In his new book, The Relevance of Religion: How Faithful People Can Change Politics, John Danforth argues that the voices of people of faith are needed today in the public square.
Danforth is the former US Senator from Missouri, and he served as both an attorney general, and US Ambassador to the United Nations. He is also an ordained Episcopal priest.
Note: If you are in the Chicago area, Senator Danforth is speaking on Wednesday, October 21st at an event hosted by Episcopal Charities at St. James Commons. To find out more, and get your free tickets, click here.
"It's not PTSD, and it's not a disease. It is a natural reaction that anyone would have to an assault on their conscience," says our guest Dr. Rita Nakashima Brock. She's describing the concept of moral injury, which affects combat veterans and others who have been put in devastating situations. Brock is at the forefront of research on this condition, and its treatment, which she and others refer to as "soul repair."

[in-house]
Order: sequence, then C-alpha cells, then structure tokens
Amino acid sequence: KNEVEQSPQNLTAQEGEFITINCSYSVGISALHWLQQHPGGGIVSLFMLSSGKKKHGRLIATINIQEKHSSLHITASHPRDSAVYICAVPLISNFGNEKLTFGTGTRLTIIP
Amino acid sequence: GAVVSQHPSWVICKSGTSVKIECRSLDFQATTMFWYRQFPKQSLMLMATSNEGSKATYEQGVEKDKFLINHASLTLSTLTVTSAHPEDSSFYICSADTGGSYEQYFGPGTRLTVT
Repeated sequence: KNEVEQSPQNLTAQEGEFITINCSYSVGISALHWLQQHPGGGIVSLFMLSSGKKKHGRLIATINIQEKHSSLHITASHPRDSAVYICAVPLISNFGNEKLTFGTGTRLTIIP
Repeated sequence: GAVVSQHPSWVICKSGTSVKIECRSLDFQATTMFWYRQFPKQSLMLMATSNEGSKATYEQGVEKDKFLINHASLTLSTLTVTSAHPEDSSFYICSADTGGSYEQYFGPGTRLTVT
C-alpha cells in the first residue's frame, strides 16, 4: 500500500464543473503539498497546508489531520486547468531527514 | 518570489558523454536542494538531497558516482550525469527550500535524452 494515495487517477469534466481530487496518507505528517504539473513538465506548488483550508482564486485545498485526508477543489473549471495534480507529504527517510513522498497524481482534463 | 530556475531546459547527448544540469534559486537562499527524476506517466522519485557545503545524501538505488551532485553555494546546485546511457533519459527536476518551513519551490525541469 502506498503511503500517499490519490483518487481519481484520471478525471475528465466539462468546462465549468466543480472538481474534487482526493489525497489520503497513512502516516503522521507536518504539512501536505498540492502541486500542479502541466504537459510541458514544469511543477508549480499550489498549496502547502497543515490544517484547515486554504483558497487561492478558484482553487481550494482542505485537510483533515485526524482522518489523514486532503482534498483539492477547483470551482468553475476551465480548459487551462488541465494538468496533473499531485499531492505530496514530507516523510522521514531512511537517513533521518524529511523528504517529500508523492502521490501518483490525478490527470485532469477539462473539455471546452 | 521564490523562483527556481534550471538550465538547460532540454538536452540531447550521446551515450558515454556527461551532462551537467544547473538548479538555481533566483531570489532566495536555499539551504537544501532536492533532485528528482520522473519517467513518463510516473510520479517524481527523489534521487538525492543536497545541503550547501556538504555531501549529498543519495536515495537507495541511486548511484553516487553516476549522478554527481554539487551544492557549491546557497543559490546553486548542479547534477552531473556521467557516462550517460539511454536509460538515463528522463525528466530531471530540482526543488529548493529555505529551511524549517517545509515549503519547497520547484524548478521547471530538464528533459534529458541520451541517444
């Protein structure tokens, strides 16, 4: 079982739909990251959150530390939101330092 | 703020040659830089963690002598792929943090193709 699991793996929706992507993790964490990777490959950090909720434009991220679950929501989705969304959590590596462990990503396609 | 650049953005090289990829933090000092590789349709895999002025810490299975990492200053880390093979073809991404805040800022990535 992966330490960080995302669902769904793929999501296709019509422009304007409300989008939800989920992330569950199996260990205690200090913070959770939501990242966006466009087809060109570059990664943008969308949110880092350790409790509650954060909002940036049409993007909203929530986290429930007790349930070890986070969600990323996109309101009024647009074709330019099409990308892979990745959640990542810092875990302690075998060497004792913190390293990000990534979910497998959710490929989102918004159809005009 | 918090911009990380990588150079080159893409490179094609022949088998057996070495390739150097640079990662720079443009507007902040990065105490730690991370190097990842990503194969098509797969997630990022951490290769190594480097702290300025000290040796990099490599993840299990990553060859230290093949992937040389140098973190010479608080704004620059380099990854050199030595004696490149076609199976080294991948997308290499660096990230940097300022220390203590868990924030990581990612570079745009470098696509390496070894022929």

Also, we have a special extra on the podcast. Independent producer Katie Klocksin brings us a story of one congregation's struggle with the public witness of their values, as they decide whether or not to put up a sign at their church saying "Black Lives Matter."
In this rebroadcast from 2012 we revisit one of our earliest interviews. We welcome poet, journalist, and author Robert Rhodes. His book, Nightwatch: An Inquiry into Solitude, explores the years he and his family spent living among the Hutterites, an intentional Christian community in Minnesota.
Also on the program, our producer-at-large, Natasha Alford, reflects on the violence of this past summer, in the context of the #BlackLivesMatter movement.
This week we revisit our 2014 interview with best-selling author Reza Aslan. We discuss his recent book, Zealot: The Life and Times of Jesus of Nazareth.
Along the way, the discussion includes the current state of academic teaching, navigating land mines on Fox News, and a pretty awesome Beatles reference. We also discuss the way in which scholars should (and should not) work with the media.